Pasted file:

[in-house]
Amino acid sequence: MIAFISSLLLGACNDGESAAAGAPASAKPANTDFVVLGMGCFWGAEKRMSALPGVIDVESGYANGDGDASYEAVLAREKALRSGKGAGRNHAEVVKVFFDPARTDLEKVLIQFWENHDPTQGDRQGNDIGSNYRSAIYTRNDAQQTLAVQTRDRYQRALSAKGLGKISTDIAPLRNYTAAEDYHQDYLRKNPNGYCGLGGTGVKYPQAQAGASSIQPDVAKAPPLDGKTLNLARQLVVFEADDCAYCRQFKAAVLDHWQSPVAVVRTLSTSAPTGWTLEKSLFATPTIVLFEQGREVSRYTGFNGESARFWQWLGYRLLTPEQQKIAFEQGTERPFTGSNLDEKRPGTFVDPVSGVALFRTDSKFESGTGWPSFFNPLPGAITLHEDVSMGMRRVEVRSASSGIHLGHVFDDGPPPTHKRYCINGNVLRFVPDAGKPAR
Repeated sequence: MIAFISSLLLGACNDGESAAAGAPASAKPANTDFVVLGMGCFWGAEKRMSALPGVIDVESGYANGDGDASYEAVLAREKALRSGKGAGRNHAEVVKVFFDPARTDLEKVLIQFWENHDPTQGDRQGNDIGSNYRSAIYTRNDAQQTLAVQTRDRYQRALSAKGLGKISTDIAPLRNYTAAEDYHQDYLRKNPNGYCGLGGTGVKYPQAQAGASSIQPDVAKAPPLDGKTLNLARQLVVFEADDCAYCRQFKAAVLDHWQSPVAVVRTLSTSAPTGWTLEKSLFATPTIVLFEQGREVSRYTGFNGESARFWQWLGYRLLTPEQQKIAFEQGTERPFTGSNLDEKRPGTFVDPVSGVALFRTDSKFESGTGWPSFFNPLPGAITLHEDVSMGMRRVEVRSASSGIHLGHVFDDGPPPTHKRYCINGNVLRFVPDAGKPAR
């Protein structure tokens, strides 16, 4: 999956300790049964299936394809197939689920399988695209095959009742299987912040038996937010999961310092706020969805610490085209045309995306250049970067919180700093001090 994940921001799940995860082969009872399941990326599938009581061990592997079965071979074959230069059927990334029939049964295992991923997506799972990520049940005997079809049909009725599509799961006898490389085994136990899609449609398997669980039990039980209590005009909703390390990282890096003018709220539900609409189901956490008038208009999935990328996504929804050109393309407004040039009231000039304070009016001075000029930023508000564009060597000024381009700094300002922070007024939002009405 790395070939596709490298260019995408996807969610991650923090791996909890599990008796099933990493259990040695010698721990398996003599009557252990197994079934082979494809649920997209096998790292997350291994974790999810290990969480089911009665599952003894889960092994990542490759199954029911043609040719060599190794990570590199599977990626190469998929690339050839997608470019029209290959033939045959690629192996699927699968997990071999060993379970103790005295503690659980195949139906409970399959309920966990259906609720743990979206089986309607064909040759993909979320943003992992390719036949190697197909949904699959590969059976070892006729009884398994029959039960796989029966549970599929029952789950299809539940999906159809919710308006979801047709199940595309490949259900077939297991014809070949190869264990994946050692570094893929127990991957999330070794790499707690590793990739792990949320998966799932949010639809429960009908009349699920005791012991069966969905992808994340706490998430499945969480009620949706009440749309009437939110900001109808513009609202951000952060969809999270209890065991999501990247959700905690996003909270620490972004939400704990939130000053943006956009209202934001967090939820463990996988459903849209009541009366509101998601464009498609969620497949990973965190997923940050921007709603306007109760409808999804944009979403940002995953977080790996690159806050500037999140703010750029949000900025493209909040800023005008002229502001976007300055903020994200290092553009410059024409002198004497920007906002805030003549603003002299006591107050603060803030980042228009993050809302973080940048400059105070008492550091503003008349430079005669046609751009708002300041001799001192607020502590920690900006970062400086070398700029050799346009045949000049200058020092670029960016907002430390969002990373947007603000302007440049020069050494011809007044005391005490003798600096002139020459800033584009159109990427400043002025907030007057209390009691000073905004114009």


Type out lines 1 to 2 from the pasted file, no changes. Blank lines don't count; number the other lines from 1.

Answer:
[in-house]
Amino acid sequence: MIAFISSLLLGACNDGESAAAGAPASAKPANTDFVVLGMGCFWGAEKRMSALPGVIDVESGYANGDGDASYEAVLAREKALRSGKGAGRNHAEVVKVFFDPARTDLEKVLIQFWENHDPTQGDRQGNDIGSNYRSAIYTRNDAQQTLAVQTRDRYQRALSAKGLGKISTDIAPLRNYTAAEDYHQDYLRKNPNGYCGLGGTGVKYPQAQAGASSIQPDVAKAPPLDGKTLNLARQLVVFEADDCAYCRQFKAAVLDHWQSPVAVVRTLSTSAPTGWTLEKSLFATPTIVLFEQGREVSRYTGFNGESARFWQWLGYRLLTPEQQKIAFEQGTERPFTGSNLDEKRPGTFVDPVSGVALFRTDSKFESGTGWPSFFNPLPGAITLHEDVSMGMRRVEVRSASSGIHLGHVFDDGPPPTHKRYCINGNVLRFVPDAGKPAR